It was surprising that Tom DeLay got to write his own narrative for his exit from Congress. One might have expected a greater degree of media and partisan skepticism directed at his self-portrait of his exit as a man seizing a political opportunity to extract maximum benefit for his party. At least, if my former deputy chief of staff had copped a plea to corruption charges the very same week, with more to come, I would expect skepticism.
But no, the story was that Mr. DeLay, having defeated a primary challenge, chose the moment to step down in order to clear the way for another Republican to take his place on the ballot in the general election, thus potentially saving a seat for the GOP in the year that poses the greatest challenge to its majority of its 11-year run so far. Admittedly, that sounds a lot better than: He’s trying to outrun the long arm of the law.
I think Mr. DeLay got away with his story line because of the sense in Washington that he’s finished. The dictates of political realism tell us that you don’t waste your energy on the dead. Democrats made a seamless transition from demonizing Mr. DeLay to demonizing Republicans for being just like Mr. DeLay, the memory of the dead man still being fresh enough, presumably, to continue to inflict political damage. The pleasure Democrats took in his downfall was genuine, even if they will miss the live target.
Many Republicans, meanwhile, were openly glad to see him go. He was too much trouble to defend now, in exchange for no benefit of consequence, the political power of the majority leader’s office having slipped away beyond hope of recovery. So let him go softly on a platter of his own spinning.
But here’s the thing: I really doubt we have seen the last of Tom DeLay. Rather than his demise, last week may have been the opening act of his comeback. Comeback as what, I don’t know, but at a minimum, as a major force in GOP politics, whether the Republican establishment likes it or not.
Now admittedly, there are a couple things that will have to happen in order for him to achieve his return to consequence. First of all, he will have to avoid indictment in the widening Jack Abramoff corruption investigation. It would be foolish to think that we know what’s on the prosecutors’ minds from their court filings so far. Do they have a case against Mr. DeLay? How good a case? Is it getting better from the testimony of those who served on his congressional staff and have turned cooperating witness? Or is it just puttering along?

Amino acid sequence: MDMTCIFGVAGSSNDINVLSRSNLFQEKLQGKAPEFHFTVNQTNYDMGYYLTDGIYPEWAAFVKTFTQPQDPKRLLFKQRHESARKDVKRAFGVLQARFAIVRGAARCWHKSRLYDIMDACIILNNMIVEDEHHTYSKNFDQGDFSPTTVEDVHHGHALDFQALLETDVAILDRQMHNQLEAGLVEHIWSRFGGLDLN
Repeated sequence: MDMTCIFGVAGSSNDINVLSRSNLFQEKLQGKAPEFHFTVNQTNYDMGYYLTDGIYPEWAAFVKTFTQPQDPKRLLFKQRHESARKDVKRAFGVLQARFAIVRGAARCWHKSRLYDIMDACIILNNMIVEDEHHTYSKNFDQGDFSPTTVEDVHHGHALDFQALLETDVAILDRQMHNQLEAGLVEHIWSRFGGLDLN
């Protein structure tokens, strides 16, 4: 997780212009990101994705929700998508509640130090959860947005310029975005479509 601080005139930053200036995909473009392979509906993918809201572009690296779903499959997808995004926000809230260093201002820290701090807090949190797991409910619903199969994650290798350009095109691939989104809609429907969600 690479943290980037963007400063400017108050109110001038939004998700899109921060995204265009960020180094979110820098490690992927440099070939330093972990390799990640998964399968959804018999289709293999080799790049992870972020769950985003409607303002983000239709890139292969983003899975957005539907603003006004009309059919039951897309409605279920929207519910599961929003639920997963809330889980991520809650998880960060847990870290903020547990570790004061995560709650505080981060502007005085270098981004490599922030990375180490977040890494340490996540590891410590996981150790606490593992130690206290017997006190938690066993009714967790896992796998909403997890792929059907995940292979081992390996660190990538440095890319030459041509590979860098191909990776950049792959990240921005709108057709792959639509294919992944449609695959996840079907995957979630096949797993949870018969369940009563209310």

If Mr. Delay and his lawyers reached the conclusion that the case against him was no better than right at the margin, he certainly made the correct decision to leave his House seat. His lawyers will be telling wavering prosecutors that he has already voluntarily relinquished his position of power and influence, and that argument may prove to be the 5 percent edge that keeps him out of the dock.
Next, he will have to beat the rap in Texas. Mr. DeLay has had some success casting Travis County prosecutor and Democratic foe Ronnie Earle’s campaign money-laundering charges as partisan in character. For maximal rehabilitation, obviously, Mr. DeLay needs an acquittal. A hung jury and a mistrial wouldn’t be a bad outcome, either.
It would be hugely favorable to Mr. DeLay if his seat stays Republican. An important test for any king is the orderliness of the succession when the time comes. Mr. DeLay is the local king; people in Washington tend not to fully appreciate just how consequential a figure a member of Congress is in his home district. If Mr. DeLay’s anointed successor holds the seat, Mr. DeLay retains his stature, likely with short-term implications throughout Texas politics (and notwithstanding that he is changing his official residence to Virginia).
What then? Hard to say. A return to elected office seems unlikely. But as it happens, there is one constituency within the Republican Party that at the moment, at least, is institutionally underserved: the evangelical community.
Democrats find it convenient to paint a portrait of a GOP that has fallen to an overall “religious right” takeover. The truth is that evangelicals have always found themselves somewhat marginalized by the party establishment — never really welcomed, never really a priority. Mr. DeLay might be just the fellow to organize a genuine grass-roots conservative evangelical political movement with the clout to advance its issues within the GOP on pain of having members sit out an election.
The Christian Coalition’s Ralph Reed made himself a star (and a friend of Jack Abramoff) through the trick of getting evangelicals to accommodate themselves to the GOP establishment in exchange for a place at the table. Clever boy. But the real crunch comes when evangelicals start demanding accommodation from the GOP establishment as the price of staying at the table.
Sounds like a job for the Hammer.